The Swedish brand CAKE releases its cheapest electric bike yet—for kids. Plus news of a CB750 owned by Steve McQueen up for sale, a custom CCM from Goblin Works Garage host Anthony Partridge, and an incredible Weslake-powered classic race bike from the Japanese shop Berrybads MC.
The CAKE Go is launched “Start them young,” the saying goes, and CAKE has obviously taken the advice to heart. It’s just released three bikes as part of a ‘Kids Evolution Program,’ ranging from a balance bike to a $3,500 off-road electric motorcycle.
The range is cleverly called Ready, Steady, Go, and the latter bike is the one we’re interested in here. It’s designed for riders aged six and over, and has a top speed of 40 km/h (25 mph).
CAKE knows how to do things properly, so the Go has a quality tubular Chromoly steel frame and good-looking plastics.
It weighs just 32 kilos (70 pounds) including the battery, and the power output can be adjusted from 600W to 1.5kW according to rider ability. Charging takes four hours from a standard household socket, which will give an hour or more of riding time.
Conventional forks with 95mm of travel at the front are matched to a pre-load adjustable gas shock. The wheels are aluminum F14/R12 units, and shod with decent Michelin Starcross knobbies.
The CAKE Go can be delivered worldwide, and we suspect it’s going to be another hit for the revolutionary Swedish brand.
Ex–Steve McQueen 1969 Honda CB750 for sale We’ve seen some dubious claims in the past for bikes reputedly owned Steve McQueen, but this one looks bona fide. And the bike itself is incredibly desirable, irrespective of its history.
It’s a genuine ‘sandcast’ CB750 K0 that was bought by McQueen’s company in 1969, and it’s just been through a two-year restoration. The documentation all checks out, and there are just 22,000 miles on the clock.
The glorious inline-four, complete with early-production ‘sandcast’ cases, was refurbished by Charlie’s Place of Glendale, California. (This particular machine was the 1,064th CB750 built.)
The rest of the machine has been rebuilt using original parts, with new chroming applied where necessary. Even the frame has been refurbished, and was painted black after media blasting.
As a piece of history, this is as good as it gets. It’s up for sale on Bring A Trailer right now, with the auction due to close just after we publish this piece. At the time of writing, bidding is at $65,000—and will probably go much higher.
CCM Spitfire by Anthony Partridge If you’re in the UK and watch the TV show Goblin Works Garage, you may have seen this CCM Spitfire build already. Anthony Partridge is one of the show hosts, and a familiar name in the European custom scene.
“This one was a quick fire build, to help CCM launch an in-house custom program,” he tells us. “The brief was to build something clean and simple, yet impactful, to showcase what can be done with CCM’s 600cc single platform. So all the mods are bolt on, and can be done by anyone with a bag of spanners and a wee bit of knowhow!”
We reckon Ant is downplaying his talents a bit here, because the key mod is aluminum monocoque bodywork. It’s produced from one piece of water jetted sheet metal, folded and welded like origami.
The engine gets a 2-into-1 stainless steel exhaust, with gases exiting just under the race foam seat via an SC Project muffler. All the billet aluminum parts have been anodised black, and the frame has been repainted (from matte to gloss) to match the bodywork.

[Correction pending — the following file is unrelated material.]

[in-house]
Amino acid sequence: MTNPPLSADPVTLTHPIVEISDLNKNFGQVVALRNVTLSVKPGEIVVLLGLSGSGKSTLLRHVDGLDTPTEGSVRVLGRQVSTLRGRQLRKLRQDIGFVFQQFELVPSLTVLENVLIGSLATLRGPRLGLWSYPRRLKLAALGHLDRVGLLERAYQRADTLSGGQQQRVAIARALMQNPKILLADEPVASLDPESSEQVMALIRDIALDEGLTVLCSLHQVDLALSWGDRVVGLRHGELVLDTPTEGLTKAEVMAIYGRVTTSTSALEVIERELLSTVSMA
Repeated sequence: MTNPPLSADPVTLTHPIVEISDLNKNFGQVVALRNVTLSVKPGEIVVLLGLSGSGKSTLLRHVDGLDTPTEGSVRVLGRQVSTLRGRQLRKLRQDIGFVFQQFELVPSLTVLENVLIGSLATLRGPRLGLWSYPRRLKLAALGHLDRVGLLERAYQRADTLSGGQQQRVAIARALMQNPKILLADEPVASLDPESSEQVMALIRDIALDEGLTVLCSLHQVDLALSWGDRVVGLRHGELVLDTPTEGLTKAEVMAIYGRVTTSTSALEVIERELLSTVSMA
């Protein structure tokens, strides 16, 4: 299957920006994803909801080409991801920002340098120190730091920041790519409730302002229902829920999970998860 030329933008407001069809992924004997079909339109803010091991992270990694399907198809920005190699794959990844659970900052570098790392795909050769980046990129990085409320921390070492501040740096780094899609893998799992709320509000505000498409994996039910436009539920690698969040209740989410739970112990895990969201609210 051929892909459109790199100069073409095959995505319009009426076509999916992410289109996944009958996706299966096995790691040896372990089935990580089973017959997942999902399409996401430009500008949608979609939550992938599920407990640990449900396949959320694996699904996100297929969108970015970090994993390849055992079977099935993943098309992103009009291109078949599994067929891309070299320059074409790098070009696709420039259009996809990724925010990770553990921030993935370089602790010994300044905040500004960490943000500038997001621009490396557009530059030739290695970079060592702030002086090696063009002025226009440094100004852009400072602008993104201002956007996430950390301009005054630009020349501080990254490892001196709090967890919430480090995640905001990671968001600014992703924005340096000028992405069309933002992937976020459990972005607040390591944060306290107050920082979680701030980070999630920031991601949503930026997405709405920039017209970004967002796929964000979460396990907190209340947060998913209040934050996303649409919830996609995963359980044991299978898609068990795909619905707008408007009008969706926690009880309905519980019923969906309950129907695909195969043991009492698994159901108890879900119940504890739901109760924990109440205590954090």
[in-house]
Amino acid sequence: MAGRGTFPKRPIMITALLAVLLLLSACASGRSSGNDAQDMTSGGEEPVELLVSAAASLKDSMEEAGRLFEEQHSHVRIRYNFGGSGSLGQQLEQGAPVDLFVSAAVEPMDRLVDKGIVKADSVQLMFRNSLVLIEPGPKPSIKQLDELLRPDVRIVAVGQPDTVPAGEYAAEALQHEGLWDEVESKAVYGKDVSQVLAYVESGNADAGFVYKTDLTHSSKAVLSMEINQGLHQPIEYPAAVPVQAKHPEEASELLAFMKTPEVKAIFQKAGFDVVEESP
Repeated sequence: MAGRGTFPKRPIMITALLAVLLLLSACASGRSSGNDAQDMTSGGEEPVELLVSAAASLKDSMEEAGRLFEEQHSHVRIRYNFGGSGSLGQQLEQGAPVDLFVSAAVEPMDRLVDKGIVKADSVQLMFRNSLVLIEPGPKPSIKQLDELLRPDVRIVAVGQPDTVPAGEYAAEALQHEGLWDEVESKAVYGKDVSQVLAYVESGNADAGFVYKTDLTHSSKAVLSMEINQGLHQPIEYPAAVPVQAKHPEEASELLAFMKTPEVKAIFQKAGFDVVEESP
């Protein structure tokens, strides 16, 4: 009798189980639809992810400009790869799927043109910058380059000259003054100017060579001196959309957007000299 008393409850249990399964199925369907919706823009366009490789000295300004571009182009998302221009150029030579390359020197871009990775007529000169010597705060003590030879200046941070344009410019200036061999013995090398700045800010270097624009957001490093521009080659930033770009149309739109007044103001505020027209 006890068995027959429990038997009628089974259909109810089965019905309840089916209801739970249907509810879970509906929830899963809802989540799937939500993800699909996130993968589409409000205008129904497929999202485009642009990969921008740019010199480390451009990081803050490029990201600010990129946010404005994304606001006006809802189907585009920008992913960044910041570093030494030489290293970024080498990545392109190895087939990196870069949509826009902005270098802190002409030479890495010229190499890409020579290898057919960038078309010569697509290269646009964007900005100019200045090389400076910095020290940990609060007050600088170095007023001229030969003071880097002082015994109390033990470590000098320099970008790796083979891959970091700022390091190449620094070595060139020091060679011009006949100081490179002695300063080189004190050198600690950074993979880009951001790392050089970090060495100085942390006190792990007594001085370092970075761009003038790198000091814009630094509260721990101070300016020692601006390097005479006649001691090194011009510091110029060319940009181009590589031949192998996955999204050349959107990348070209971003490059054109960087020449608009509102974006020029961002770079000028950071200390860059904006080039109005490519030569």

“I loved the proportions of the CCM from the get-go, so ‘less was more’ with this build,” says Ant.
“The bike is mega fun to ride—it weighs just over 110kg. The Husqvarna engine chucks out 55 hp and 43 lb-ft of torque, so it’s a proper hooligan bike in the city!”
It’s so much fun, Ant is going to have to sell it.
“I know that if I put it on the road, I will either lose my license or end up in prison!” [Partridge Design]
Weslake racer by Berrybads Kyohey Sugimoto of Berrybads MC is one of those upper-echelon Japanese builders who deserves a higher profile outside his home country.
He built this stunning machine during Covid lockdowns, with the aim of competing in pre-1972 classic race events. The core of the bike is an 8-valve Weslake Nourish engine: originally penned by famed engine designer Harry Weslake, it was developed and refined by race engineer David Nourish.
Sugimoto-san rebuilt and strengthened the motor to cope with the rigors of racing, and added a pair of new Keihin CRS37 carbs. Then he installed it into a nickel-plated Seeley Mk 4 frame, which uses the engine as a stressed member.
Power hits the back wheel via a Bob Newby primary drive, and the gearbox is a 6-speed unit from the New Zealand specialist TTI.
The suspension is a real mix of parts and eras, starting with an early Yamaha SR hub at the front and a current-model YZ setup at the back. The rims are Excel, the forks are classic 35mm Cerianis, and the shocks are modern Nitron NTRs.
The tank is aluminum but, despite appearances, the tail unit is not—it’s fiberglass, and hides an alloy oil catch can.
Sugimoto has called this wonderful creation ‘Beeley Westlake’—Beeley as an amalgamation of Berrybads and Seeley, and ‘Westlake’ as a reference to his hometown, which is on the western shores of Japan’s largest freshwater lake.
He’s been racing it in the ‘Legend of Classic’ series, and won his first event at Fuji Speedway with the bike clocked at 230 kph through the speed trap. The last race, at the Tsukuba circuit, didn’t quite go to plan though, with a crash as Sugimoto was chasing the race leader.
Right now, the Weslake is being repaired and fettled for its return to the track. It’s in good hands. [Via]